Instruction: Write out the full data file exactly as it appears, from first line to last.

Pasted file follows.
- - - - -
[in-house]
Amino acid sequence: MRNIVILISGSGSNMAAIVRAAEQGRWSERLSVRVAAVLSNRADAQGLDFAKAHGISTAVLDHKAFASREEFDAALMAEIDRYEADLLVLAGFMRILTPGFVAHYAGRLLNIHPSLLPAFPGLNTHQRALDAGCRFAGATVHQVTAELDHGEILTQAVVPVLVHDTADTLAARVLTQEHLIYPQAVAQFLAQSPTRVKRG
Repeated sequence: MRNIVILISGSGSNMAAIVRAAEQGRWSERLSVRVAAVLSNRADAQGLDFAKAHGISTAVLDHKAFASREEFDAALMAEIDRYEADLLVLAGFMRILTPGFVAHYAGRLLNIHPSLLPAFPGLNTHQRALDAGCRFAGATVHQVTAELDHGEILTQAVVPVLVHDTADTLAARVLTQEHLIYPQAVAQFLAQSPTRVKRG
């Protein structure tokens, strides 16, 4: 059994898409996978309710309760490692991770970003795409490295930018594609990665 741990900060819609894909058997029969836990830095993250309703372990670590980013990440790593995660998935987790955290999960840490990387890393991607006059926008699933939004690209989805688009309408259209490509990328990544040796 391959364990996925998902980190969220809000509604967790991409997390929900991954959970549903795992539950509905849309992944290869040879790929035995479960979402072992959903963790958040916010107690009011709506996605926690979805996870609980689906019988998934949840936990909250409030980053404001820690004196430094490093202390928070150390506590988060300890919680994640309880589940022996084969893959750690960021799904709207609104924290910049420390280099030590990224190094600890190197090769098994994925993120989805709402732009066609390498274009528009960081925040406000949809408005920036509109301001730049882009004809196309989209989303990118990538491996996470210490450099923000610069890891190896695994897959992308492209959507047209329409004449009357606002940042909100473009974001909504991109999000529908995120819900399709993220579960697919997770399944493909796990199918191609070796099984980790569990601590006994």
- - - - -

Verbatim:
[in-house]
Amino acid sequence: MRNIVILISGSGSNMAAIVRAAEQGRWSERLSVRVAAVLSNRADAQGLDFAKAHGISTAVLDHKAFASREEFDAALMAEIDRYEADLLVLAGFMRILTPGFVAHYAGRLLNIHPSLLPAFPGLNTHQRALDAGCRFAGATVHQVTAELDHGEILTQAVVPVLVHDTADTLAARVLTQEHLIYPQAVAQFLAQSPTRVKRG
Repeated sequence: MRNIVILISGSGSNMAAIVRAAEQGRWSERLSVRVAAVLSNRADAQGLDFAKAHGISTAVLDHKAFASREEFDAALMAEIDRYEADLLVLAGFMRILTPGFVAHYAGRLLNIHPSLLPAFPGLNTHQRALDAGCRFAGATVHQVTAELDHGEILTQAVVPVLVHDTADTLAARVLTQEHLIYPQAVAQFLAQSPTRVKRG
């Protein structure tokens, strides 16, 4: 059994898409996978309710309760490692991770970003795409490295930018594609990665 741990900060819609894909058997029969836990830095993250309703372990670590980013990440790593995660998935987790955290999960840490990387890393991607006059926008699933939004690209989805688009309408259209490509990328990544040796 391959364990996925998902980190969220809000509604967790991409997390929900991954959970549903795992539950509905849309992944290869040879790929035995479960979402072992959903963790958040916010107690009011709506996605926690979805996870609980689906019988998934949840936990909250409030980053404001820690004196430094490093202390928070150390506590988060300890919680994640309880589940022996084969893959750690960021799904709207609104924290910049420390280099030590990224190094600890190197090769098994994925993120989805709402732009066609390498274009528009960081925040406000949809408005920036509109301001730049882009004809196309989209989303990118990538491996996470210490450099923000610069890891190896695994897959992308492209959507047209329409004449009357606002940042909100473009974001909504991109999000529908995120819900399709993220579960697919997770399944493909796990199918191609070796099984980790569990601590006994």